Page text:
Opinion

From the archive: Jonathan’s diary of impunity

© Adeolu C. Adekunle

President Jonathan and his henchmen must have misconstrued or intentionally feigned ignorance as usual, to the pious outcry that greeted the CBN Governor’s stunning revelation. Sanusi Lamido Sanusi’s suspension is just another show of impunity that might be unjustly confined to the bin of history, an act customary to Nigerian presidents. “Ignore the message, hunt down the messenger” has been a popular strategy since Dr. Jonathan assumed office.

Let’s take a ride to August 2011, when the rift between Justice Ayoola Salami and Justice Aloysius Kastina-Alu came under the zoom lens of the media. Justice Salami was said to have alleged the former Attorney-General of the Federation of meddling in the adjudication of the 2007 gubernatorial election in Sokoto State, an election won by Gov. Wamako of PDP but disputed by Alhaji Maigari of the DPP. He [Kastina-Alu] was alleged to have told Justice Salami to dissolve the Court of Appeal Panel handling the case based on the discovery that panel’s judgment had been leaked.

Justice Salami’s blatant refusal to do as told, which he considered contrary to the ethics of his profession, made him a cancer that must be removed at all cost. His action earned him a promotion to the Supreme Court; the said elevation was never expected until the expiration of his tenure as the President of the Appeal Court. Again, he [Salami] rejected it and headed to the court to stop it. You are all well equipped with the brouhaha that followed.

While the media was unusually kept busy, Mr. President in his most ludicrous disposition just dropped the bomb shell by arbitrarily suspending Justice Salami without recourse to the constitution. Soon the media was agog and section 238 (4) of the 1999 constitution and Third Schedule 1, section 21(b) became a memory verse. I recall vividly, that this formed the basis for condemnation of the President’s action by observers and pundits, and the subsequent barrage of questions that till tomorrow remain unanswered. That President Jonathan held the judiciary in contempt is a case left for posterity to judge. The messenger was successfully dealt with while the message received a state burial under pricy carpet.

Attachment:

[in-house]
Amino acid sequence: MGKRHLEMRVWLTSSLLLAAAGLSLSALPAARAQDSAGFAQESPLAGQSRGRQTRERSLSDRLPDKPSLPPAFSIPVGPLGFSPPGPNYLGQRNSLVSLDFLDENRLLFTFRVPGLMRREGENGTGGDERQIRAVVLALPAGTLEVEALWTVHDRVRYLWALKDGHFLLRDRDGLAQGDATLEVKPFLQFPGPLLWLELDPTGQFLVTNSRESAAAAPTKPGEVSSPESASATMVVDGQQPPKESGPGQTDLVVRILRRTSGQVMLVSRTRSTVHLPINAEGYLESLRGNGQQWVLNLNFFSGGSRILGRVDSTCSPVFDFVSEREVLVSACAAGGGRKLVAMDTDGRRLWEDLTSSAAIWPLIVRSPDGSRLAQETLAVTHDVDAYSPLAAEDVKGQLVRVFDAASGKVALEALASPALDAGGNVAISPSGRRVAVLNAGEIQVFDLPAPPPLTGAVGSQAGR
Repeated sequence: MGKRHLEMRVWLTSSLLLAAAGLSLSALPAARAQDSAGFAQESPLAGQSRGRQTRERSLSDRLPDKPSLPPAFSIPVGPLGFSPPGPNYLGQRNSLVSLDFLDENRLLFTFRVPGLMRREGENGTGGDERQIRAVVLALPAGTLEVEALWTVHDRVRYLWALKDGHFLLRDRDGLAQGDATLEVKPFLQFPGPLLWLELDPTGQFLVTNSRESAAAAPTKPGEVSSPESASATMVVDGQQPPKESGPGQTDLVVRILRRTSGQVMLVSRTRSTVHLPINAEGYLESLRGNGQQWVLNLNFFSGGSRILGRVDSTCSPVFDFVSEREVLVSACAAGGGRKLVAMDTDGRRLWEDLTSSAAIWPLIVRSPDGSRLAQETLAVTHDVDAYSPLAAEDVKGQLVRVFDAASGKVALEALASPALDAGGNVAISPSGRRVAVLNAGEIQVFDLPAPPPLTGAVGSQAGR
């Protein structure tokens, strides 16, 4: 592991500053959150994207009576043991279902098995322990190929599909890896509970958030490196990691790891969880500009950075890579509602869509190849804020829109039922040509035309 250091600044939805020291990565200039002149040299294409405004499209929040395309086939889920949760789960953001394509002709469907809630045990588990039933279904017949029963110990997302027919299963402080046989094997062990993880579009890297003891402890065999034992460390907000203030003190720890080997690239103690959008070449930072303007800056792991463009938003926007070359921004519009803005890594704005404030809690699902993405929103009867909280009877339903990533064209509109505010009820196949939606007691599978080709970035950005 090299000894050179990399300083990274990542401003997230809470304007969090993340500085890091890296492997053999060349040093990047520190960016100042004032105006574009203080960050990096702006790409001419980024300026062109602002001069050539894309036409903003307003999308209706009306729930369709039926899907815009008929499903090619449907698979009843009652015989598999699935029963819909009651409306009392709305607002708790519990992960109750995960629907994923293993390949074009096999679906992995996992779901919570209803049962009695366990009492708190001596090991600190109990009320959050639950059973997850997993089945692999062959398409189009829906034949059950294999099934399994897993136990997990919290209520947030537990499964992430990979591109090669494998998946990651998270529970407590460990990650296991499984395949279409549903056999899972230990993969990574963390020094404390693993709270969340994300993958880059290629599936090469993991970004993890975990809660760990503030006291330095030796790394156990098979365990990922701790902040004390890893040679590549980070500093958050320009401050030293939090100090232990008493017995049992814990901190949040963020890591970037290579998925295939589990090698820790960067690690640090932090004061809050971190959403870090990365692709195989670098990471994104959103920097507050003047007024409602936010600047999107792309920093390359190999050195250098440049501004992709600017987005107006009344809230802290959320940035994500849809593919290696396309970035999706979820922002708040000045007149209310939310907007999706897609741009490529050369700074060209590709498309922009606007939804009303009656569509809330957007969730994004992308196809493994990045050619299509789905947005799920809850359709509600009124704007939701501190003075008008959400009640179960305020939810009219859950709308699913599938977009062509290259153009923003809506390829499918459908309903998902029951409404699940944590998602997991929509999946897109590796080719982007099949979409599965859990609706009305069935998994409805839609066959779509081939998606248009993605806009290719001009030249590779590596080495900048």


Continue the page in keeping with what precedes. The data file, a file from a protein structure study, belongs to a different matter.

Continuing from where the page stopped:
The constitution’s weak posture to reprove public office holders who are found culpable of wrong-doings and Nigerians’ timid resolve to demand for justice in the face of gross abuse of power and corruption, have no doubt resulted to further acts of impunity. It is rather unfortunate that our retard economy is at the receiving end this time.

If truly the CBN Acts is statutory enough and indeed requires a two-third majority of the Upper Chamber to remove a serving CBN Governor, which no one will ever doubt its efficacy, then the reckless abuse of the constitution without careful consideration of its consequences by the President is unacceptable. In a sane country, such arbitrary act would have seen him out of office and in a short while landed him in prison. The President must be attuned with the happenings around the world and bear in mind in the most conscious manner the numerous world leaders who today are serving term in various prisons for offences and crimes committed while in power. No offense committed against the government and the masses go unpunished any more. Ivane Merabishvili, a former Georgian Prime Minister is the most recent scapegoat and deterrent to government official who will not desist from abuse of power. He should never make the mistake that Nigeria hasn’t gotten to that stage yet. It would someday; and that ‘someday’ might just be now!

For this and many other abuses, I call on President Jonathan to relinquish power forthwith, for behaving in a way that is disrespectable and morally unbefitting. Should this act of impunity continue unabated by the President as it is constantly finding its way to history? Upholding the constitution may soon become a daunting task. Offenders will have fertile grounds of precedence to rely on.

PS: Mr. President Sir, Nigerians are still very keen on the whereabouts of the NNPC billion dollars. Your diversion (suspension of Sanusi Lamido Sanusi) is a bad trick and the people who so advised you to embark on such defacing path should hide their faces in their palms.

Checking through the CBN Acts, there is no dot that recommends the suspension of a serving CBN governor. Mr. President, please tell us where you manufactured your enabling law to suspend Sanusi. Need I remind you sir, absolute power is never an attribute of democracy!

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